Tribe loses its legal bet
against rival Indian casino
The governor is not a “public agency” subject to requirements of the California Environmental Quality Act. As of Wednesday, that’s the law unless the state Supreme Court sees it differently.
The question came up in connection with Gov. Jerry Brown’s concurrence with a federal decision – required by law for the project to move forward – that a new gambling establishment in Madera County would not be detrimental to the surrounding community.
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The North Fork Rancheria of Mono Indians plans to build a casino next to Highway 99 in Madera County, about 30 miles from a casino operated by the Picayune Rancheria of Chukchansi Indians. Despite requests by the Picayune tribe and others that he prepare an environmental impact report, Brown issued his concurrence without one in August.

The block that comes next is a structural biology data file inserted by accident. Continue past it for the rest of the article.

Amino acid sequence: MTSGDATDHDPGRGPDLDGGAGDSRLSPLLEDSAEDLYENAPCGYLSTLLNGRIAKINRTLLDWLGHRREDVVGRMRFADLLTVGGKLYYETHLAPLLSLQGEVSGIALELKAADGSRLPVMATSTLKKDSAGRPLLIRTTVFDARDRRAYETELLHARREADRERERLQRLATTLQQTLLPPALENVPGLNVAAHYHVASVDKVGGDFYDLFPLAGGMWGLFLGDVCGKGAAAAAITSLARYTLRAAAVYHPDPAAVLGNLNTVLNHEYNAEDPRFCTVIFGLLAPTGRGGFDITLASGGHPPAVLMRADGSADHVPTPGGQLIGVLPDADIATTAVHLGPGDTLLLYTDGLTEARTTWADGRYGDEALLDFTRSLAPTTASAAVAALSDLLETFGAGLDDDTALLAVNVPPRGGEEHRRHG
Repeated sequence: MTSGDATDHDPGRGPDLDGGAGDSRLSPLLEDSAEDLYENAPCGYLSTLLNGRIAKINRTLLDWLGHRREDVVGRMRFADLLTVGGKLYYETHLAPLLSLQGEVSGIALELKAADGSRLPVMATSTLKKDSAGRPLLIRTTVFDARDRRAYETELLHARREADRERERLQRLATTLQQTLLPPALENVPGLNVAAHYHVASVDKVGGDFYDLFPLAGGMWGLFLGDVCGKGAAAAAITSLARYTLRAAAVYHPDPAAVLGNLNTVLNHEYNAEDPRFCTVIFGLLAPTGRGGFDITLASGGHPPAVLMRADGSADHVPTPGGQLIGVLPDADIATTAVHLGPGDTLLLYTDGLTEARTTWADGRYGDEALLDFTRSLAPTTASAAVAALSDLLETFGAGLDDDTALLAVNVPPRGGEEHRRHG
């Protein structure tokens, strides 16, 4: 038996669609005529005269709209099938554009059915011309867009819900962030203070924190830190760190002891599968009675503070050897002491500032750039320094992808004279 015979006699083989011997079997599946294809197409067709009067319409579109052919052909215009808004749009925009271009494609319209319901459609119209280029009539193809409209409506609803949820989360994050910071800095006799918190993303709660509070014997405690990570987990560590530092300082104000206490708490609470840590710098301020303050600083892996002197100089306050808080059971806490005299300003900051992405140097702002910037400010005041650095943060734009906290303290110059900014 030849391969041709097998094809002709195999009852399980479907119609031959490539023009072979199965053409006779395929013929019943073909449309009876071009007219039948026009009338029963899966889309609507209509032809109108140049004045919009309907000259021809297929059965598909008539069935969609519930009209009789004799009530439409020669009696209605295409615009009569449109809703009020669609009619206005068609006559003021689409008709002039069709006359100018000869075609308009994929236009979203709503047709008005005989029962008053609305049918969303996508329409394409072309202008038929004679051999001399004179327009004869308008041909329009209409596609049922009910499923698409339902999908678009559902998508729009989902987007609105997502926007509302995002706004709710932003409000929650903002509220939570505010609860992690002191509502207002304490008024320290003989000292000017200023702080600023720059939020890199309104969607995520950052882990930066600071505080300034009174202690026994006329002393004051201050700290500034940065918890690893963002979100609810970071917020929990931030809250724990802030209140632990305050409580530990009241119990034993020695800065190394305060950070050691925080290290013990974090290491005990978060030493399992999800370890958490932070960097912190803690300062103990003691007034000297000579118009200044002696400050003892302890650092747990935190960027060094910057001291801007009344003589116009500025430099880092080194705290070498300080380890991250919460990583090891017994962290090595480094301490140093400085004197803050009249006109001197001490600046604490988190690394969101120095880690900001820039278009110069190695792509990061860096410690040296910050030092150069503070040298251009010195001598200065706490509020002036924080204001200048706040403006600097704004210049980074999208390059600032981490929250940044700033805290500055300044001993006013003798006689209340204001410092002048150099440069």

The Picayune tribe sued, saying Brown’s action should have been subject to the CEQA environmental review process. The governor’s lawyers argued that Brown is not subject to the requirement because he is not a “public agency” under CEQA.
On Wednesday, the 3rd District Court of Appeal in Sacramento agreed.
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